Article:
Former MotoGP champion and current World Superbike racer Nicky Hayden died today, five days after a car collided with his bicycle while training. The Maurizio Bufalini Hospital released a statement stating the racer had died of multiple traumatic injuries, including serious cerebral damage.
Hayden was respected not just for his raw talent, but also for his drive, success and charisma. Nicky's race career began on the dirt track at age 5, and he improved himself relentlessly, eventually moving to to road racing, ascending to the very top of the sport. Nicky Hayden became the youngest AMA Superbike champion in 2002, and won the MotoGP world championship in 2006, beating rival Valentino Rossi. "After the race, we shook hands and hugged," Rossi recalled.
That sentiment poignantly encapsulates Hayden instantly. In a sport so known for its fierce competition, both on and off the track, Nicky was not only respected but incredibly well liked. This was no doubt due to the high level of sportsmanship he displayed throughout his career.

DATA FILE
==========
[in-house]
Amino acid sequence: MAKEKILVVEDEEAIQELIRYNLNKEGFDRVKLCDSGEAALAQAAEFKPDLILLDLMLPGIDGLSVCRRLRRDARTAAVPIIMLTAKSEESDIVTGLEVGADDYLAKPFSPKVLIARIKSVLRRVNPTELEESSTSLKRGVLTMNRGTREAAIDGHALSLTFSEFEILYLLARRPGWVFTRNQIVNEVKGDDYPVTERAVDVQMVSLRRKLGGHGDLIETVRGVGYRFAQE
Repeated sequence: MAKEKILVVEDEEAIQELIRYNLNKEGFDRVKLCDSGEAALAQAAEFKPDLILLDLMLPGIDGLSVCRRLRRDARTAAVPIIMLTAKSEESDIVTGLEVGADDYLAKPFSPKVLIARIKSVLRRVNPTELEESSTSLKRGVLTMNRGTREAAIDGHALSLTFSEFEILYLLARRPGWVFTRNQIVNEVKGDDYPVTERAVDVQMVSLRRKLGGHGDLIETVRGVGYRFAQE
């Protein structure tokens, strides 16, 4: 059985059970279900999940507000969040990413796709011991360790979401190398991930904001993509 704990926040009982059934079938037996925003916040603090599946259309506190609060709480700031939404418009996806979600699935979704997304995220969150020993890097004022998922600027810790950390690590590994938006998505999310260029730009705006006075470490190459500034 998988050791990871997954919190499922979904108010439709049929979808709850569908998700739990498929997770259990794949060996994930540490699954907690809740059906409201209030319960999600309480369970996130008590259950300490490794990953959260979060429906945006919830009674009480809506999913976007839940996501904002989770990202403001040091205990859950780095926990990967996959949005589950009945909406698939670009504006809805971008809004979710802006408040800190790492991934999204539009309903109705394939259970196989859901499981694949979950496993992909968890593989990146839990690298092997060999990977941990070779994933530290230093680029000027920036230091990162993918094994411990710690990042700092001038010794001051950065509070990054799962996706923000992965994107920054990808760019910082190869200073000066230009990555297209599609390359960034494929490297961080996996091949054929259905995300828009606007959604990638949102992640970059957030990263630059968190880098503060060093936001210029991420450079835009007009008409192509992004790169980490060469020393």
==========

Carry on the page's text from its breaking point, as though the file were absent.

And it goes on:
Hayden's engaging personality was part of why he was so popular with so many fans. No death is an easy one to cope with, but to have such a talented and personable member of our community gone so suddenly makes his death acutely tragic. If you're interested in learning more about Hayden's life and impact on motorcycling, author Chris Jonnum, who was close with Nicky, authored a book chronicling Hayden's life. Jonnum intimately explains some of the roots that helped forge Nicky Hayden into the legendary racer Common Tread will fondly remember.